“She was a woman of great faith, and within a couple of years met with Cardinal Gibbons of Baltimore to get his approval of connecting the movement with the Catholic Church and approving troops in the parochial schools with Catholic women as leaders,” she said. “Faith is an integral part of our Promise and Law, ‘On my honor, I will try to serve God and my Country, to help other people at all times, and to live by the Girl Scout Law.’ Juliette meant it to be faith based when she started the movement. The words in the Law may have changed over the years, but the meaning is still the same.”

While not all the 113 girls who received religious medals will be attending the Mass and dinner, the girls did receive their actual medals at their home parish from their priest or deacon.

“We offer a chance to celebrate their achievements at the Celebration of Scouting event each year with a bishop and a special commemorative patch that can only be received at this yearly event,” said Gozdowiak. “We are so blessed to have an archbishop that supports the efforts of leaders and parents of Girl Scouts in Milwaukee. There are generally more Boy Scouts of America Scouts getting medals, because growth in faith is part of their advancement program. Girl Scouts, being a secular organization, does not include it as a requirement for advancement.”

According to Gary Pokorny, director of the Office of Catechesis and Youth Ministry, approximately 55 parishes or Catholic schools sponsor Girl Scout troops in the archdiocese and about 70 parishes or Catholic schools sponsor Boy Scout units, with some including several age-related troops in each unit, such as Cub Scouts, Brownies, etc.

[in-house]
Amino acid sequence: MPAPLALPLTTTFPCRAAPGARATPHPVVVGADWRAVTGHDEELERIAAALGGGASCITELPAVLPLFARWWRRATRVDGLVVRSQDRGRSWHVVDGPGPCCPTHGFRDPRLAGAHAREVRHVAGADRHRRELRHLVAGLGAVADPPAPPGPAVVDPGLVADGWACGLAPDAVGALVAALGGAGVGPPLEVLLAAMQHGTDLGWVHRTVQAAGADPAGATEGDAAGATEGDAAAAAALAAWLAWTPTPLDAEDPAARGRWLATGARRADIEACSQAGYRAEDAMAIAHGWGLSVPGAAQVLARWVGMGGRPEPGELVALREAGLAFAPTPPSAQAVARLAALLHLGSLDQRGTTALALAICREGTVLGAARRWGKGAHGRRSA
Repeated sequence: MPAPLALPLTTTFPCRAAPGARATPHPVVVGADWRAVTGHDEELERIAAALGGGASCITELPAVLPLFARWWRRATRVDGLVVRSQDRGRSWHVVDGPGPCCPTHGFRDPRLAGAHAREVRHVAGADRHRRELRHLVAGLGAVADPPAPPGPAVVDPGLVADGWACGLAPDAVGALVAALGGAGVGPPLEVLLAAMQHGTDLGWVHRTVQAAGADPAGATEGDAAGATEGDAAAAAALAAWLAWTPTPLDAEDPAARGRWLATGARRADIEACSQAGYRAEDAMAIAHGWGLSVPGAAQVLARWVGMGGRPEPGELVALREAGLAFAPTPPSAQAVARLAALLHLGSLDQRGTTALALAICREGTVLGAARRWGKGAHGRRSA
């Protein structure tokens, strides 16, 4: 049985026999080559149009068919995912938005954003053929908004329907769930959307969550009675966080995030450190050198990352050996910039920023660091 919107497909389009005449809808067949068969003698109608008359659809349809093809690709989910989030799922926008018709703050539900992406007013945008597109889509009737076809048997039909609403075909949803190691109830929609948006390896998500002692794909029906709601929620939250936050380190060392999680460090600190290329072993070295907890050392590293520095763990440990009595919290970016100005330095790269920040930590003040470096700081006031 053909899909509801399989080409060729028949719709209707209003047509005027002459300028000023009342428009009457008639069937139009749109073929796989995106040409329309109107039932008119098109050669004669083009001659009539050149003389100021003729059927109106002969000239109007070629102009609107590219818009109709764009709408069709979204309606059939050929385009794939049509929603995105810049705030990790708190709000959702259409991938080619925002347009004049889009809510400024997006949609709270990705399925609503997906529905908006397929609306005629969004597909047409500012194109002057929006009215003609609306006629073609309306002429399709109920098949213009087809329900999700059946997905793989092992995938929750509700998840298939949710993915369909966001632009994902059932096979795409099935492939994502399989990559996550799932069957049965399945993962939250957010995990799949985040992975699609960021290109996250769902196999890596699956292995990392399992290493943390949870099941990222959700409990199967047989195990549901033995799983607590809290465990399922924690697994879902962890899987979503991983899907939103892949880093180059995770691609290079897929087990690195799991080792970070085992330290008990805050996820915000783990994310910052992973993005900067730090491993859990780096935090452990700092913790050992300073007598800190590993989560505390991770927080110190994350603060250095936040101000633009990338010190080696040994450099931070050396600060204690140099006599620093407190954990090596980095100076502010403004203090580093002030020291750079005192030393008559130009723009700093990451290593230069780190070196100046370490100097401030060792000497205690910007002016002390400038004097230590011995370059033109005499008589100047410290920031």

“However, it is important to keep in mind that Catholic young people who are scouts in troops sponsored by their public schools or civic organizations would also be eligible to earn the Catholic religious emblems and are welcome to take part in this (Archdiocesan) event,” said Pokorny. “This is the fifth event of this kind, with Adult Awards and with recognition of scouts who have received religious emblems in the past year. In the years before, the Catholic Committees on Scouting held an Awards Dinner for Adult Award recipients, families and friends. It was in 2013 that the committees worked with the Office of Catechesis and Youth Ministry to transform it into a larger event and to invite scouts and their families.”

The Scouts can earn religious emblems or recognition medals by completing activities in which they explore some aspect of the Catholic faith. The younger scouts work with their parents to earn the emblems or medals; while older scouts work with a counselor or mentor.

Additionally, the Pope Paul VI Catholic Quality United Award is given to Boy Scout units, such as Cub Packs or Boy Scout Troops that meet criteria established by the National Catholic Committee on Scouting. At the event, the recipient receives a ribbon for their unit flag.

The annual recognition is important to the scouting groups as it builds on and affirms local efforts in parishes and schools, explained Pokorny.

“By inviting scouts, who have earned religious emblems, the event helps scouts and their parents realize they are part of something bigger. They see other scouts from other parishes for whom the Catholic faith is important too,” he said. “In addition, the adult award recipients are celebrated, not only by family and friends, but by the larger Catholic scouting community. Those adults, in turn, serve as examples for the parents and other scout leaders who gather. Everyone gets a taste of the broader archdiocesan Church. And coming together to celebrate Mass, we all recall that at the center of this activity and at the heart of our Catholic identity is the Eucharist.”

Publicly recognizing the Catholic dimension of scouting is important because it could be overlooked, said Pokorny.

“In our culture, faith is often assumed to be something individual and private,” he said, adding, “but being Catholic is not private. Scouts who earn the religious emblems and scout leaders who encourage them, are showing that faith is a part of everyday life. The emblems or medals that scouts earn are a reminder that the Catholic faith is important to them. Recognition ceremonies in their troop or in their parish affirm and encourage the scouts. This archdiocesan event aims to do the same, to affirm, celebrate and encourage scouts in their journey of faith.”